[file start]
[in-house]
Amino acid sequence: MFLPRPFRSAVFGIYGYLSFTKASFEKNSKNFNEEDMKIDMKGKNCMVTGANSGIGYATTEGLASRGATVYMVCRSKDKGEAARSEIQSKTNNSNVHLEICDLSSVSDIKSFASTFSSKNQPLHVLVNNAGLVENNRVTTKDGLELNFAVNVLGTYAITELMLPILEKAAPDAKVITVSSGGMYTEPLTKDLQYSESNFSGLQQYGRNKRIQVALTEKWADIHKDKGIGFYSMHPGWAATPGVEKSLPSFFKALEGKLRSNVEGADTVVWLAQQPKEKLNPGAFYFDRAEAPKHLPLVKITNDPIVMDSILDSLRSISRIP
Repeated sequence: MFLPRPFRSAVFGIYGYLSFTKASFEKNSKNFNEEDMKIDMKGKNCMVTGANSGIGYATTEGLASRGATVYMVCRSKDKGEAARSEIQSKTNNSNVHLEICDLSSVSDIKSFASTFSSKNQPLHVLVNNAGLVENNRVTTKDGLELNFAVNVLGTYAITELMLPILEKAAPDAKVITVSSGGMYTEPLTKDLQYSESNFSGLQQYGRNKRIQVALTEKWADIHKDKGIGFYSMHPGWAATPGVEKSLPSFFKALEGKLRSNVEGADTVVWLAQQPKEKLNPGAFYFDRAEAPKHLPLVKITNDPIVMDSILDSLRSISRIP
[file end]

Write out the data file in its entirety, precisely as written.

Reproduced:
[in-house]
Amino acid sequence: MFLPRPFRSAVFGIYGYLSFTKASFEKNSKNFNEEDMKIDMKGKNCMVTGANSGIGYATTEGLASRGATVYMVCRSKDKGEAARSEIQSKTNNSNVHLEICDLSSVSDIKSFASTFSSKNQPLHVLVNNAGLVENNRVTTKDGLELNFAVNVLGTYAITELMLPILEKAAPDAKVITVSSGGMYTEPLTKDLQYSESNFSGLQQYGRNKRIQVALTEKWADIHKDKGIGFYSMHPGWAATPGVEKSLPSFFKALEGKLRSNVEGADTVVWLAQQPKEKLNPGAFYFDRAEAPKHLPLVKITNDPIVMDSILDSLRSISRIP
Repeated sequence: MFLPRPFRSAVFGIYGYLSFTKASFEKNSKNFNEEDMKIDMKGKNCMVTGANSGIGYATTEGLASRGATVYMVCRSKDKGEAARSEIQSKTNNSNVHLEICDLSSVSDIKSFASTFSSKNQPLHVLVNNAGLVENNRVTTKDGLELNFAVNVLGTYAITELMLPILEKAAPDAKVITVSSGGMYTEPLTKDLQYSESNFSGLQQYGRNKRIQVALTEKWADIHKDKGIGFYSMHPGWAATPGVEKSLPSFFKALEGKLRSNVEGADTVVWLAQQPKEKLNPGAFYFDRAEAPKHLPLVKITNDPIVMDSILDSLRSISRIP